The Nasdaq-listed rig builder revealed its concerns in its annual 10-K report with the Securities and Exchange Commission, filed Wednesday. Such reports always include a “general risks” section detailing worst-case business scenarios. This year, Riot added two pandemic-specific subsections to discuss COVID-19.
Riot Blockchain is getting thrashed by the response to COVID-19, the general risk section shows. Its workers are being quarantined and going into self-isolation while its supply chain is seizing up under border restrictions and factory closures, according to the filing.
It also has the unwanted label of being a “nonessential business.” According to the 10-K, Riot has not been classified as an essential business in any of “the jurisdictions that have decided that issue to date.” That potentially cuts off access to Riot’s offices and mining rigs.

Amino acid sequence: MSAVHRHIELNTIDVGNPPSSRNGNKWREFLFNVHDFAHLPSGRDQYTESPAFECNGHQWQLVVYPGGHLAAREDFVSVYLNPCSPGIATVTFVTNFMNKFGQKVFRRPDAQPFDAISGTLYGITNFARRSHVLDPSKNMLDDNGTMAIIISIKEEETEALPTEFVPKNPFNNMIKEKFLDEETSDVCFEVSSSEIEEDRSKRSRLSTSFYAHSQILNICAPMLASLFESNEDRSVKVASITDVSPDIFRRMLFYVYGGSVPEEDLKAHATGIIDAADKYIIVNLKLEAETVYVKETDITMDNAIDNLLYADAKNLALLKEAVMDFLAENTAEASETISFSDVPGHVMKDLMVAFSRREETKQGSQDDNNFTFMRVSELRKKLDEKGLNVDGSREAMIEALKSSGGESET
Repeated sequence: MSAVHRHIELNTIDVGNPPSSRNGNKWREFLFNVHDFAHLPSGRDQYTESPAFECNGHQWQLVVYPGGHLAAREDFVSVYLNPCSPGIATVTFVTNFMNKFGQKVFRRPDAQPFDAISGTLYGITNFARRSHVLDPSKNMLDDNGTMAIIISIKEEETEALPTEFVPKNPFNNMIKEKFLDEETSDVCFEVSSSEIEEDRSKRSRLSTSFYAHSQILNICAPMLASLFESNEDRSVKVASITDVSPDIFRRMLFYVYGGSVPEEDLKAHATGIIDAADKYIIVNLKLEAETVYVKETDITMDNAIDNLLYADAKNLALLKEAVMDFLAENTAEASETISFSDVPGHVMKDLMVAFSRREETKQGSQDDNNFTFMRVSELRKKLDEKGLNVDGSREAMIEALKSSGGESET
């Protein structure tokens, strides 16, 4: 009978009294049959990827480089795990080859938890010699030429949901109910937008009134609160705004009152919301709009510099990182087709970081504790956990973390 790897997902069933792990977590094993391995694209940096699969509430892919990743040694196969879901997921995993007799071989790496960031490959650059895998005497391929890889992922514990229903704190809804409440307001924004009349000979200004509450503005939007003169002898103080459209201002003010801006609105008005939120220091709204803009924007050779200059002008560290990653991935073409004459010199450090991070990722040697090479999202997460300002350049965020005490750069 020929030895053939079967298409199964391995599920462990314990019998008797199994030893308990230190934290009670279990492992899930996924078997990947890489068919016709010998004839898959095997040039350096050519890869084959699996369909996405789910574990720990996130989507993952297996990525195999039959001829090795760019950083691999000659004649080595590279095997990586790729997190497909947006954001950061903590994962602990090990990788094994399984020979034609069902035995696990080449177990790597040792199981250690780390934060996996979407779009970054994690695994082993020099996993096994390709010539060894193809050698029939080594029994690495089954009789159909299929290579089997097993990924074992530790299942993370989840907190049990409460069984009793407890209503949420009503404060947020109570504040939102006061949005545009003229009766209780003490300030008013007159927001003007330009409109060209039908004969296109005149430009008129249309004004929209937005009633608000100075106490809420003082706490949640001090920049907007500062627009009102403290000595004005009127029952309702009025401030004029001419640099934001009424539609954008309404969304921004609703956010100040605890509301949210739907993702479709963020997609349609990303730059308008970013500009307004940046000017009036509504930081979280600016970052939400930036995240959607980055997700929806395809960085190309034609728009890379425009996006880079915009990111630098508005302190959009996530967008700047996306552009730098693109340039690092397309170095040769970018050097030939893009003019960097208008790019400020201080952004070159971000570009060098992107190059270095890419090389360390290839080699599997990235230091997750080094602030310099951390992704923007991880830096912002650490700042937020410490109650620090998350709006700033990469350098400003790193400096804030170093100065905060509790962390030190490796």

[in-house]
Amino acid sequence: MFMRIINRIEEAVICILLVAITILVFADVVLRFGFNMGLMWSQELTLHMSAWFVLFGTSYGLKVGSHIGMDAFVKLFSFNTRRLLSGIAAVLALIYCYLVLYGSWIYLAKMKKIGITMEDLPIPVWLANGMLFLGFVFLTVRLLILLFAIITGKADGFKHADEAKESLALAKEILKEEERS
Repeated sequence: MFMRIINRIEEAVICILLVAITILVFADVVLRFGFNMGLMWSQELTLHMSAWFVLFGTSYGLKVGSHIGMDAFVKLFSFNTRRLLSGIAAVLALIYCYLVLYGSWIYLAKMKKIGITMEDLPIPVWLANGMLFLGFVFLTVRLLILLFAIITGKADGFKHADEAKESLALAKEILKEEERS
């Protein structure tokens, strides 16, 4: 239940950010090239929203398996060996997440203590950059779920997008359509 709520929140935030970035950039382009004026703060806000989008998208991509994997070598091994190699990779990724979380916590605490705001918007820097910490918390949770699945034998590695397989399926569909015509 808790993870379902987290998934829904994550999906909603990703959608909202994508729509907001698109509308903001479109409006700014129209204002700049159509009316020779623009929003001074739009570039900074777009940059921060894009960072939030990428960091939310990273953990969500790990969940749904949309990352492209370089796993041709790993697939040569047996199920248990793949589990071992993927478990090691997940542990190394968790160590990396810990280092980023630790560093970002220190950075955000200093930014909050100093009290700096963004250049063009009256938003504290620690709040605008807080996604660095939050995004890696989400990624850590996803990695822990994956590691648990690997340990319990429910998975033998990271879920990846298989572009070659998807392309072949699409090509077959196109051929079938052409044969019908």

“If we are unable to effectively service our miners, our ability to mine bitcoin will be adversely affected as miners go offline,” Riot wrote.
Riot's concerns echo issues Chinese mining farms faced nearly two months ago. In early February, PandaMiner Chief Operating Officer Abe Yang told CoinDesk his company had difficulty operating some of its farms due to quarantine controls in certain provinces because they had limited staff repairing machines and running the hardware.
The “catastrophic” business ramifications of COVID-19 are hardly unique to Riot Blockchain; nearly every business is facing an existential threat that only four months ago would have sounded absurd.
It’s an open question where all this will lead. Riot admits that the pandemic’s “sweeping nature” makes it next to impossible to predict the long term impact. One thing is certain, though:
“If not resolved quickly, the impact of the novel coronavirus (COVID-19) global pandemic could have a material adverse effect on our business.”
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